When my youngest son was very little, he was not the easiest little guy to manage. Wiggly, curious, wiggly, hyper, wiggly, prone to temper-tantrums, and by the time I was able to get him to sleep at night, my own blood pressure was so high I couldn’t calm myself down enough to go to bed. Also, there was the wiggly nature I may have alluded to earlier. With the wiggles.
He had a constant need to be on the move, and to have something in his hands at all times.
This was around the ages of 3-4 years old, and he had a habit of naming EVERY. SINGLE. THING. Ever. In the Universe.
And he named them according to physical attributes.
There was Blackie, and Spotty, and Brownie, and Stripey, and Squishy, and Softy. And so very, very many others, the names of which I can no longer recall, although at the time, I had quite a knack for it, as it was required that I call each toy or item by name in order to play any of the bazillion-ty-million imaginary games he made up.
Early on, Brennan had a speech issue that required some speech therapy, as well as occupational therapy for some sensory and fine motor skill delays. We were encouraged to repeat and repeat words he could say properly and go along with any conversation he initiated, in an effort to build his vocabulary.
That was right around the time he was given a little Beanie Baby as a gift from his grandmother. Small and squishy enough to fit right into his hand, he developed a deep and abiding love for this Beanie Baby.
It was a rhinoceros.
He named it Horny.
Falling asleep each night, Horny would be clutched tightly into his small fist, curled up to his slightly-sleep-sweaty baby cheek.
Breakfast, lunch and dinner had to be eaten with whatever hand wasn’t clutching Horny, and the little rhino went everywhere, and I mean everywhere, with us.
As it was his most favorite thing in all the world, we were kind of forced into developing conversations and games around Horny and his activities. Horny the Rhino became such an intricate part of each day, we sort of forgot how funny it sounded.
Of course, Horny had to go with us to occupational therapy, and I still remember the look – and it’s been about 7 years now – on the therapist’s face when Brennan ran up to her, waving the rhino in his hand, screaming, “Kiss me, I’m Horny!” and shoving the stuffed toy up to her face.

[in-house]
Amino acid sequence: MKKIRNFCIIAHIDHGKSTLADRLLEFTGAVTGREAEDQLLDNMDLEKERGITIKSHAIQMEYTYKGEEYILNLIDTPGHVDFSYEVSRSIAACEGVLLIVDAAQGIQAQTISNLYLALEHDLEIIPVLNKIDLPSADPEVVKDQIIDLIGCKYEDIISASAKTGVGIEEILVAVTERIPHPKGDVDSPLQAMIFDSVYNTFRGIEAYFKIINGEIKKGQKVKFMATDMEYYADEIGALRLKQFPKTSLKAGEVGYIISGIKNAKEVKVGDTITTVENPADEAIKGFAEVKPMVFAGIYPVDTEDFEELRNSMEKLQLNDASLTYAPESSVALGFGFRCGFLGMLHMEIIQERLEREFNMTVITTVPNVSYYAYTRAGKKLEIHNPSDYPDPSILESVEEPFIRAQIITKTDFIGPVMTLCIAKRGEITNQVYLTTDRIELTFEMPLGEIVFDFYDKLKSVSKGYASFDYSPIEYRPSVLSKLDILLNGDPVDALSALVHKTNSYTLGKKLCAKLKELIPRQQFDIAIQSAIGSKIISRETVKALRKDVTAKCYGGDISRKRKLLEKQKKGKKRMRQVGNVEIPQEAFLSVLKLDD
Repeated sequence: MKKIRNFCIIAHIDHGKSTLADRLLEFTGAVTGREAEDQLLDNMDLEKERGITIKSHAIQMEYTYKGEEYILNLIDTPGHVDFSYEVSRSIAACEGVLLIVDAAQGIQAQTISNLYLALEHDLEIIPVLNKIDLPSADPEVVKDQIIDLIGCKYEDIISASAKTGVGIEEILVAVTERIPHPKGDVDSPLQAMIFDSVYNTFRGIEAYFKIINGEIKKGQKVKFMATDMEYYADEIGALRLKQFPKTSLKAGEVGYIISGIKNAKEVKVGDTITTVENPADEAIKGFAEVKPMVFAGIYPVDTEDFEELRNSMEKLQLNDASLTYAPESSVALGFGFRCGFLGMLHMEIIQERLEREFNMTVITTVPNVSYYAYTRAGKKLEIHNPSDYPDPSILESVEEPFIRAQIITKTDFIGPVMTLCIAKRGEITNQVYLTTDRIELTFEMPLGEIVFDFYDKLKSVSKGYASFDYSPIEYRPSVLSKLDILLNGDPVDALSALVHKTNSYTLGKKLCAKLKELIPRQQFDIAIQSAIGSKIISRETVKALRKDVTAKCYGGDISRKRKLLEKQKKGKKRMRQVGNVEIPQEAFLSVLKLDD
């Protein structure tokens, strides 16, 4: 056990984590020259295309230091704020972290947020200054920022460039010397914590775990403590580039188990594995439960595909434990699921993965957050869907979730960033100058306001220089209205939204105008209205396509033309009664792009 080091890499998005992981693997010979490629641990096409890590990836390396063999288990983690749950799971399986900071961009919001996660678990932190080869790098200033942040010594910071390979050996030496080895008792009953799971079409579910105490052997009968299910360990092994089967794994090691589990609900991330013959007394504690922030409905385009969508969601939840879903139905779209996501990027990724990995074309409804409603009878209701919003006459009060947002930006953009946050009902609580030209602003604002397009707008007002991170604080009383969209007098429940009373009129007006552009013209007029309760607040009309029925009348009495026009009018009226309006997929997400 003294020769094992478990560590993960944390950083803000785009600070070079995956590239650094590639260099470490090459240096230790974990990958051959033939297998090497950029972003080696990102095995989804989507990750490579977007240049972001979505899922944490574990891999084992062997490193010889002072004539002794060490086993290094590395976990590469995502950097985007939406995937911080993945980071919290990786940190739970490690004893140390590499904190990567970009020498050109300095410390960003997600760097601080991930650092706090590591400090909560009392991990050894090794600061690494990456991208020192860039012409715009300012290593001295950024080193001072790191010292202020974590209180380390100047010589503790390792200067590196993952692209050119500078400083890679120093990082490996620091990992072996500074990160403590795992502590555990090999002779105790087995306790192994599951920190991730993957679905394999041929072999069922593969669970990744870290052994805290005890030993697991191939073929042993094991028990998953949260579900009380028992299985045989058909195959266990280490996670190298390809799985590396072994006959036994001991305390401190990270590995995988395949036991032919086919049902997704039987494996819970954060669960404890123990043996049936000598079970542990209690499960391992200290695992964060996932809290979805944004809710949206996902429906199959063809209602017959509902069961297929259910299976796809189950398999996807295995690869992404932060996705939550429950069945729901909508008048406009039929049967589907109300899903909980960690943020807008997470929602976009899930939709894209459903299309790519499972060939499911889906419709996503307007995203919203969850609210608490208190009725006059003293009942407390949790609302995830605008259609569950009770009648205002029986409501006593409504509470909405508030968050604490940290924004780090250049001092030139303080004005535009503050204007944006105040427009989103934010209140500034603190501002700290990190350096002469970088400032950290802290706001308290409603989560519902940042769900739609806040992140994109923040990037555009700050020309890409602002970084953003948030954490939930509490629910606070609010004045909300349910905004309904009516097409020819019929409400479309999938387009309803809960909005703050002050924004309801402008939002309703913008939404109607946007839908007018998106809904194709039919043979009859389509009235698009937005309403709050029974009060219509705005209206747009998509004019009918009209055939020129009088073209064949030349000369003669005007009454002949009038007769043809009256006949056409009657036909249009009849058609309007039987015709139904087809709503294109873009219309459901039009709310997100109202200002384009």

(Stumbling, stuttering explanations hurriedly ensued.)
Three of my children have a medical disorder that requires a monthly infusion. When they were little, each poke was rewarded with a treat from a prize box.
On one such day, Brennan’s veins weren’t cooperating, and he had to get two needle sticks in a row, so he went in search of TWO new toys from the prize box.
Digging to the bottom of the big box, he came up victorious. Brennan had found not one, but TWO (what are the odds?) rhinoceros Beanie Babies!! One was very tiny, and the other one was extra large.
Turning joyously to his nurse, he shouted at the top of his lungs, “Now I have a Horny baby, and a Horny daddy, and at my home I have a Horny mamma!”
I’m not positive what that peculiar shade of purplish-red is called, but both the nurse and I had simultaneously turned the same color. Our eyes locked over his head, her mouth opened and shut, opened and shut, the look on her face clearly communicating, “I know there must be a valid explanation for what this little boy has just said, but I can’t come up with anything.”
I tried to explain, but I was choking and hiccupping and trying valiantly to swallow the horrified laughter rising from my throat, my hands fluttering somewhere around my face like butterflies on speed.
And Brennan? He was oblivious, sitting happily on the floor and introducing the new members of the Horny family to one another.